If you haven't been living under a rock for the last few years, you know e-books are electronic books which are downloadable from publishers' Web sites. When e-pubs first started springing up you could only read e-books on your computer, but now people can download them to readers (like the Sony Reader or the Amazon Kindle), their cell phones, iPods, and any number of other electronic devices we carry with us every day.
Publishers, writers, e-zines and a number of other companies, organizations, and individuals have partnered to create a week devoted to promoting the e-book revolution. They call it "the future of books." Do I think print books will ever disappear...no, I don't. People enjoy holding books in their hands. But like the scene in one of the Star Trek movies, print books as we now read them might one day be a luxury rather than the norm. But hey, that was the 24th century or something and we're only in the 21st, so don't panic yet.
The Read an E-book Week Web site offers some great reasons for reading e-books:
- It's green - because it reduces your carbon footprint.
- It's cutting edge - you can get the newest books when they're new with no waiting for copies in a book store.
- It's getting less expensive - e-books are already less expensive (or at least comparably priced to print) and the readers are dropping in price. Also since you can download to your phone, you can read anywhere.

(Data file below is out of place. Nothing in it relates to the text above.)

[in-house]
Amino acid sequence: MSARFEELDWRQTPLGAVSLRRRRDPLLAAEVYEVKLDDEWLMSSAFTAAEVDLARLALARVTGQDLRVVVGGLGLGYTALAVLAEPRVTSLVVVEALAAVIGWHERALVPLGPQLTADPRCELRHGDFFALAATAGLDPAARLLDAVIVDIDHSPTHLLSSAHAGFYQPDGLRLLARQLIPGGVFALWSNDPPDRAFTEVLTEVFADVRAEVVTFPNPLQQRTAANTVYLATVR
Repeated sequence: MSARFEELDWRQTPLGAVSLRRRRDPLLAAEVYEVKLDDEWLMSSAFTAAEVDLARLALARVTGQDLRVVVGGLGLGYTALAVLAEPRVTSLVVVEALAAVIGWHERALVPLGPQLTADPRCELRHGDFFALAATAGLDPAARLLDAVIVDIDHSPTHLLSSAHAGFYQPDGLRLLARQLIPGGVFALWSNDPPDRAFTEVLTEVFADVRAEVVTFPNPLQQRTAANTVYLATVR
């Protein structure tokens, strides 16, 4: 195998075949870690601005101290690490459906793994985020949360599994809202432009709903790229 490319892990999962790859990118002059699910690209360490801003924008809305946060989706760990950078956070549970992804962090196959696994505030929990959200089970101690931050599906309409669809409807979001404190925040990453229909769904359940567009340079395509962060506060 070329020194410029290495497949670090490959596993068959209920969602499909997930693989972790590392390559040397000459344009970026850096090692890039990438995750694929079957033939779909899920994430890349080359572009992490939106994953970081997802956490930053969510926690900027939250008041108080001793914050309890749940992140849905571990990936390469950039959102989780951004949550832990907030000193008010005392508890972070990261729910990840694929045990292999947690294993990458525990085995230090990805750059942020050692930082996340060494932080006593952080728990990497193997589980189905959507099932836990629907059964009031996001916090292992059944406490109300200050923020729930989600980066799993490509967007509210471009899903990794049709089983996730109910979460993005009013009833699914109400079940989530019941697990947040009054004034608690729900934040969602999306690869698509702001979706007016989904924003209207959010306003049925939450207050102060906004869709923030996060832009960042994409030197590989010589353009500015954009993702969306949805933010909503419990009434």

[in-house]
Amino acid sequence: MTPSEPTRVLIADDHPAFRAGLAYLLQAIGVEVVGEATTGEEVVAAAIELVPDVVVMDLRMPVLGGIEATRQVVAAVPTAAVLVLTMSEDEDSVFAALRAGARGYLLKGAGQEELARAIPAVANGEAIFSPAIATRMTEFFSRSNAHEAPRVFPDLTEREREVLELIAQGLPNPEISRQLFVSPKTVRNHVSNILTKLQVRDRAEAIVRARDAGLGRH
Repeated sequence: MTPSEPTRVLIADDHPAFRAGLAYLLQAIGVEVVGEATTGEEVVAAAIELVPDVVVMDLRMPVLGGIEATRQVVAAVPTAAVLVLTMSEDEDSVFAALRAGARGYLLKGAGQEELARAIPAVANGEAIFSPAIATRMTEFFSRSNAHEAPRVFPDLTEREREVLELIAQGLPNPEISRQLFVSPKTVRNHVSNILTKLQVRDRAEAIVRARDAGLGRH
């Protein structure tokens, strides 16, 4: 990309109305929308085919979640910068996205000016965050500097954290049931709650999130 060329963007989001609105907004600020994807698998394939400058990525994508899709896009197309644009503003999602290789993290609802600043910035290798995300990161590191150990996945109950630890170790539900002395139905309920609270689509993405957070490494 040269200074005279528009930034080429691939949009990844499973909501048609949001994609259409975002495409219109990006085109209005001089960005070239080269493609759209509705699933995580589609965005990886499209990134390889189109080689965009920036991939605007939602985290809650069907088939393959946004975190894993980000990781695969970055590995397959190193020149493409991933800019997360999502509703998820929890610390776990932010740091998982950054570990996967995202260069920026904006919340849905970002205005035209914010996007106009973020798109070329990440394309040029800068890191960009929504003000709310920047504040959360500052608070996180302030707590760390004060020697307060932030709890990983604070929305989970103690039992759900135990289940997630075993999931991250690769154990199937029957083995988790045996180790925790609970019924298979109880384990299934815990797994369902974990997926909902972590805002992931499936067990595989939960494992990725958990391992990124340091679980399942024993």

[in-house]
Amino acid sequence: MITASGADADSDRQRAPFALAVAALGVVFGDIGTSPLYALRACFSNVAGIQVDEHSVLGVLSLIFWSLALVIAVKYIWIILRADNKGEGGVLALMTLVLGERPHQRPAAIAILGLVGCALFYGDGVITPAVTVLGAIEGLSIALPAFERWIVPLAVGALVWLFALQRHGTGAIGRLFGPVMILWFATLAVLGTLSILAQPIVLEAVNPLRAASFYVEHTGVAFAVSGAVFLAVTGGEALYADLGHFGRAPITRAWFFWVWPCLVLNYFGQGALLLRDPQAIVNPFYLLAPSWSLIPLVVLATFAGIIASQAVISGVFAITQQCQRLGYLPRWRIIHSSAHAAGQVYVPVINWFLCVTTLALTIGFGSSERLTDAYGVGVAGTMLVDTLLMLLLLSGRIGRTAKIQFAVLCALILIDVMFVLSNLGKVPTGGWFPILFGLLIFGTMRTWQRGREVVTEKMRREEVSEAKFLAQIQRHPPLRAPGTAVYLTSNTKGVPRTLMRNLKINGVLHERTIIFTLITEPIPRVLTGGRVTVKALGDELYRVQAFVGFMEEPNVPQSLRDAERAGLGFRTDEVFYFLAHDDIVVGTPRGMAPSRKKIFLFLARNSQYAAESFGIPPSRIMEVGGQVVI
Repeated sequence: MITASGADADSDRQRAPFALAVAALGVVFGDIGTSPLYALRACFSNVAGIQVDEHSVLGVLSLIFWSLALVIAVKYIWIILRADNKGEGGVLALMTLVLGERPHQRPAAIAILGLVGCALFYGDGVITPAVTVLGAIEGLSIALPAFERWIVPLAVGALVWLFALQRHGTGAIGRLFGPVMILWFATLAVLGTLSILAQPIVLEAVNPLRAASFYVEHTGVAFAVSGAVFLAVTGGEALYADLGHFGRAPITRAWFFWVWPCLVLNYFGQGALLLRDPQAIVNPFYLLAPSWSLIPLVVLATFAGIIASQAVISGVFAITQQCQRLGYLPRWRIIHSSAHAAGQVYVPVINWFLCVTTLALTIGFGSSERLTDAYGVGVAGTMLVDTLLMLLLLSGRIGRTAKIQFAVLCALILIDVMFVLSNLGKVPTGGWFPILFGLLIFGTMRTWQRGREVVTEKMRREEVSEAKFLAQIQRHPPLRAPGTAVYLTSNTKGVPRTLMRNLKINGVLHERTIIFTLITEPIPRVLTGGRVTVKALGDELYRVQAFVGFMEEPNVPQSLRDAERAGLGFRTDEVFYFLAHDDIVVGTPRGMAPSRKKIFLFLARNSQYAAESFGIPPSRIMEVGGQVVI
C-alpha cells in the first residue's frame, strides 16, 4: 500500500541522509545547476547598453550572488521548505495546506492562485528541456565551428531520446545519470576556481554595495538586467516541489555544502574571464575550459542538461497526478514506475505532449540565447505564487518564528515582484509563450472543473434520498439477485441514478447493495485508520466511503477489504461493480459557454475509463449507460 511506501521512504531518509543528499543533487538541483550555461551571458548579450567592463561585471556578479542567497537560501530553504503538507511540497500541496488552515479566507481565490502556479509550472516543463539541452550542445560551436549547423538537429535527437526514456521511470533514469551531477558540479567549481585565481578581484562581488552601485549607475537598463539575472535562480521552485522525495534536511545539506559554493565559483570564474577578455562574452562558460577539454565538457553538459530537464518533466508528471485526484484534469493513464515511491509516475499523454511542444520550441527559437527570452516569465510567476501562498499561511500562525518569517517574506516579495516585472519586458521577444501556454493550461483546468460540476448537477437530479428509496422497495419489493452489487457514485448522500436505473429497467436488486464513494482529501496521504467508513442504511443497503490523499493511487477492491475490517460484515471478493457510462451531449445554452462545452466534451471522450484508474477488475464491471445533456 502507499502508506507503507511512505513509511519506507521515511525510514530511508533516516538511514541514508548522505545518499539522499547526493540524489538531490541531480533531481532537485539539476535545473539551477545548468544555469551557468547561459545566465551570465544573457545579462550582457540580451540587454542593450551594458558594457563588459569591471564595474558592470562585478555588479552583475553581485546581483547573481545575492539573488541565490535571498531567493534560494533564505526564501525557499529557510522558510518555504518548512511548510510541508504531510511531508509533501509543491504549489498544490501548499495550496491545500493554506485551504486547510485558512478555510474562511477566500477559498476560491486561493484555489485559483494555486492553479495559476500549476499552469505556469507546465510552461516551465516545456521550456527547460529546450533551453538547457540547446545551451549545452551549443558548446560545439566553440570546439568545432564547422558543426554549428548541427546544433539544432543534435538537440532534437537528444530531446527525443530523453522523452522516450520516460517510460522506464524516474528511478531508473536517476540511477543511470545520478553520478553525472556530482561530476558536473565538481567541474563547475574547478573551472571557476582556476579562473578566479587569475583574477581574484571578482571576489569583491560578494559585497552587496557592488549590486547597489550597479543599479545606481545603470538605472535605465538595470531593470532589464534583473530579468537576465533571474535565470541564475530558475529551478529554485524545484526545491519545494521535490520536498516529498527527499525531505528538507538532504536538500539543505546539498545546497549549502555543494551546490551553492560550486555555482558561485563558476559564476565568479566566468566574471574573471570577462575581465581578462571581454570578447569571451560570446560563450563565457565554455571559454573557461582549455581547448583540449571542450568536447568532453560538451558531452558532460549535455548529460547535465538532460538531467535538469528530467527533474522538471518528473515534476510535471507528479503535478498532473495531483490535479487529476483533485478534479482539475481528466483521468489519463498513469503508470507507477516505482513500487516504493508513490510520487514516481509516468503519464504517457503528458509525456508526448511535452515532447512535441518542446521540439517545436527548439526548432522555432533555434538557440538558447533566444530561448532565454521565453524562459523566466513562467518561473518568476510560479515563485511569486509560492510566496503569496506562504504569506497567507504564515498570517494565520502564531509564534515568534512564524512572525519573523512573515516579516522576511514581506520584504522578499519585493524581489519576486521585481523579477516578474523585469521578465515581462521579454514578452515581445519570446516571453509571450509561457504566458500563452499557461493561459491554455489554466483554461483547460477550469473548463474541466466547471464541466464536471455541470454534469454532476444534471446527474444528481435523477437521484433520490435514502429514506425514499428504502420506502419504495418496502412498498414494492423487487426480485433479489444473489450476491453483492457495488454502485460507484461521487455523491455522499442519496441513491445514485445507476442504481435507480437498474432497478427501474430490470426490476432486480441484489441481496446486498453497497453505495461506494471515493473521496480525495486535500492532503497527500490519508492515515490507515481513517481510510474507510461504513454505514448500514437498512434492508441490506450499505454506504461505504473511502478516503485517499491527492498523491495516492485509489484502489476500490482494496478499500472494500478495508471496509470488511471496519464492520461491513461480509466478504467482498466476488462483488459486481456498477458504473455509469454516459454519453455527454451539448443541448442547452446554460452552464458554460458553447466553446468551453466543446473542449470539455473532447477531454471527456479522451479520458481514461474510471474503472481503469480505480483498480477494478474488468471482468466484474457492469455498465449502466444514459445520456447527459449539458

That's great for readers, but what's in it for authors you might ask. Let me tell you - cause I'm an e-book author.
My first book was published by Ellora's Cave in January and shortly I will be receiving my first royalty check. Yeah, that's right. It came out in January and two months later, I get my first royalties.
On e-books, my publisher pays 37.5% royalties on each book sold. That is a very nice royalty rate. Now, I received no advance - that's true. However, I don't have to worry about sell through (where you don't make a dime more until your book makes back your advance). I also do not have to worry about holds against returns. That's where a publisher will hold some of the royalties your book has earned because they might get returned from book stores.
I haven't yet received my check (due to a bank mix up - darn bank) but I now know how much that check will be for...and I have no complaints. In fact if you heard an odd scream echoing across the fields this morning - it was me. I'm quite happy with my e-publisher. I'll be happier when I receive the check - but hey, no worries.
Don't let people tell you that publishing with e-books is something you do at the end of your career when you're desperate - unless you consider Danielle Steel desperate. DS just announced her books would be coming out in electronic format and she's not the only big name going there. Then when you look at romance - many writers who are household names started out electronic. Lora Leigh and Cheyenne McCray both started at EC. In addition to her fabulous print books, Angela Knight also publishes with Loose Id.
Smart authors cultivate relationships all across the publishing spectrum. Don't cut off your nose to spite you face. I'm happy in electronic publishing right now. One day, I may choose to go to print. If I do, I'll have a solid track-record of sales for EC and be all the more interesting to Kensington or St. Martins or someone else because of it. NOT in spite of it.
But hey, if you choose not to consider going electronic that's cool too. More contracts for me!